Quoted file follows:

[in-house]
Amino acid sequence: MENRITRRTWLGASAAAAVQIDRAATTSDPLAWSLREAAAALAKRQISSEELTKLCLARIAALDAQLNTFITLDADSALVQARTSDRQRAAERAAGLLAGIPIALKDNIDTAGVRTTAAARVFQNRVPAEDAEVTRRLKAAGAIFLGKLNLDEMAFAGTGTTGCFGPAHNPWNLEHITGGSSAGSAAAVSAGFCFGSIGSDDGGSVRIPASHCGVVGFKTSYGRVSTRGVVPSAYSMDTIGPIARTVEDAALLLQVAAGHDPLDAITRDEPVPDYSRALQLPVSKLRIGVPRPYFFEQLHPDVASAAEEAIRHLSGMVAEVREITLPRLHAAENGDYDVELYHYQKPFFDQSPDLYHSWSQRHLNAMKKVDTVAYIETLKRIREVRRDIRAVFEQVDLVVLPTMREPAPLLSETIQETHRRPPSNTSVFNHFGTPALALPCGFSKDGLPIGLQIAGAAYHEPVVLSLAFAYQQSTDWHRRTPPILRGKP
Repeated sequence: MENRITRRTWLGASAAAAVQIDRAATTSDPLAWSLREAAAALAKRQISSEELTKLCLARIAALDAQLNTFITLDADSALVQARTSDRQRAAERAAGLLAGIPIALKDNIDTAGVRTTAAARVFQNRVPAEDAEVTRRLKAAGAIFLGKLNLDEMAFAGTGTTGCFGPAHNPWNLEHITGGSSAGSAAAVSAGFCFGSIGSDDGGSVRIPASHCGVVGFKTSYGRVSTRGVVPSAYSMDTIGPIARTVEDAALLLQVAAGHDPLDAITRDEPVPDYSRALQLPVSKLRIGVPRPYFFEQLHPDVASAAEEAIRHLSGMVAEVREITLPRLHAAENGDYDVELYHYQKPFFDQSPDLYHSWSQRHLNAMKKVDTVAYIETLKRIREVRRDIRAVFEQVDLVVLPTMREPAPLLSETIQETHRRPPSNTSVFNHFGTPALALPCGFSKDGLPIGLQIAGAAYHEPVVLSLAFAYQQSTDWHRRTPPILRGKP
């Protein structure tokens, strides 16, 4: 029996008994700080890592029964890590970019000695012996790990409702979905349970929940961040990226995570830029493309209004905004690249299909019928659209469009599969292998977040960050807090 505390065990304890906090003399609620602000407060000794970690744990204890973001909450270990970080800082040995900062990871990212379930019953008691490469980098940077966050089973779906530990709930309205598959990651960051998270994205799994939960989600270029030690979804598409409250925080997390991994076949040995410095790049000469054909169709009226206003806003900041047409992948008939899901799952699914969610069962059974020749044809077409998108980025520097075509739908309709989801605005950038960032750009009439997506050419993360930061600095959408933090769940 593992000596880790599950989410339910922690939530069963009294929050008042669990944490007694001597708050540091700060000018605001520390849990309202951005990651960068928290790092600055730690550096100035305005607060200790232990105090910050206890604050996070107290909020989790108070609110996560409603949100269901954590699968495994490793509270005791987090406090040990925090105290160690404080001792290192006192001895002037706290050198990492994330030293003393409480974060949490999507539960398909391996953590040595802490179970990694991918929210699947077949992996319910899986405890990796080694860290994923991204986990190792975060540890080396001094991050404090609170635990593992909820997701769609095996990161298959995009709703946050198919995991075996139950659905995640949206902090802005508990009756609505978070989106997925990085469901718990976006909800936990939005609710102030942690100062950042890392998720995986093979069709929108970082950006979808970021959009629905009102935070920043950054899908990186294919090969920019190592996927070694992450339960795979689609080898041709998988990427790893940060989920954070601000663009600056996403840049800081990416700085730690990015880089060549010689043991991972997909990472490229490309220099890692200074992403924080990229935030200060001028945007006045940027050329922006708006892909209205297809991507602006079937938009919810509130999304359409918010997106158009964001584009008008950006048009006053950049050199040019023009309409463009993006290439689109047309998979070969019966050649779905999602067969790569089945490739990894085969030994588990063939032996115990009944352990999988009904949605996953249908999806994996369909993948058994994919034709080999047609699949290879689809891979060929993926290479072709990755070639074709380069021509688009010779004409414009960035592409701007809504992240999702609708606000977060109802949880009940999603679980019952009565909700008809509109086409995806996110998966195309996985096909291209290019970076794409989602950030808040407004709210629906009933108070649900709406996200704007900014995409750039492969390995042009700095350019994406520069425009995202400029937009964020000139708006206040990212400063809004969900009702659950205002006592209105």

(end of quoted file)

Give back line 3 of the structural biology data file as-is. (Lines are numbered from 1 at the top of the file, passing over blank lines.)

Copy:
Repeated sequence: MENRITRRTWLGASAAAAVQIDRAATTSDPLAWSLREAAAALAKRQISSEELTKLCLARIAALDAQLNTFITLDADSALVQARTSDRQRAAERAAGLLAGIPIALKDNIDTAGVRTTAAARVFQNRVPAEDAEVTRRLKAAGAIFLGKLNLDEMAFAGTGTTGCFGPAHNPWNLEHITGGSSAGSAAAVSAGFCFGSIGSDDGGSVRIPASHCGVVGFKTSYGRVSTRGVVPSAYSMDTIGPIARTVEDAALLLQVAAGHDPLDAITRDEPVPDYSRALQLPVSKLRIGVPRPYFFEQLHPDVASAAEEAIRHLSGMVAEVREITLPRLHAAENGDYDVELYHYQKPFFDQSPDLYHSWSQRHLNAMKKVDTVAYIETLKRIREVRRDIRAVFEQVDLVVLPTMREPAPLLSETIQETHRRPPSNTSVFNHFGTPALALPCGFSKDGLPIGLQIAGAAYHEPVVLSLAFAYQQSTDWHRRTPPILRGKP